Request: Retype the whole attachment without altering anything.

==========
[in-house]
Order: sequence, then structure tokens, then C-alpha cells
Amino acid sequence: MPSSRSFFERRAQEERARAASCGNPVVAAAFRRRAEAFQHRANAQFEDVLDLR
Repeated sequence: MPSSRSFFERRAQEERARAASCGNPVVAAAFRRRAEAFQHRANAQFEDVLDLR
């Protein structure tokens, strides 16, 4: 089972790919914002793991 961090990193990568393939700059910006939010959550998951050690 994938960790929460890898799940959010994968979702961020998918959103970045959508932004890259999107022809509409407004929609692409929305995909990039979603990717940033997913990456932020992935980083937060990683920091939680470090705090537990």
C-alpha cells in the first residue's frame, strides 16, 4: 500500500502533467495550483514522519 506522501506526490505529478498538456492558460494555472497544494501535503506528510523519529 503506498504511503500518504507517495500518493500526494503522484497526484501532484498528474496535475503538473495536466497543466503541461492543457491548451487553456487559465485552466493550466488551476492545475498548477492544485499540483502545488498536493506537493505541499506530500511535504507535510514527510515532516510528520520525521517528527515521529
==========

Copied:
[in-house]
Order: sequence, then structure tokens, then C-alpha cells
Amino acid sequence: MPSSRSFFERRAQEERARAASCGNPVVAAAFRRRAEAFQHRANAQFEDVLDLR
Repeated sequence: MPSSRSFFERRAQEERARAASCGNPVVAAAFRRRAEAFQHRANAQFEDVLDLR
């Protein structure tokens, strides 16, 4: 089972790919914002793991 961090990193990568393939700059910006939010959550998951050690 994938960790929460890898799940959010994968979702961020998918959103970045959508932004890259999107022809509409407004929609692409929305995909990039979603990717940033997913990456932020992935980083937060990683920091939680470090705090537990």
C-alpha cells in the first residue's frame, strides 16, 4: 500500500502533467495550483514522519 506522501506526490505529478498538456492558460494555472497544494501535503506528510523519529 503506498504511503500518504507517495500518493500526494503522484497526484501532484498528474496535475503538473495536466497543466503541461492543457491548451487553456487559465485552466493550466488551476492545475498548477492544485499540483502545488498536493506537493505541499506530500511535504507535510514527510515532516510528520520525521517528527515521529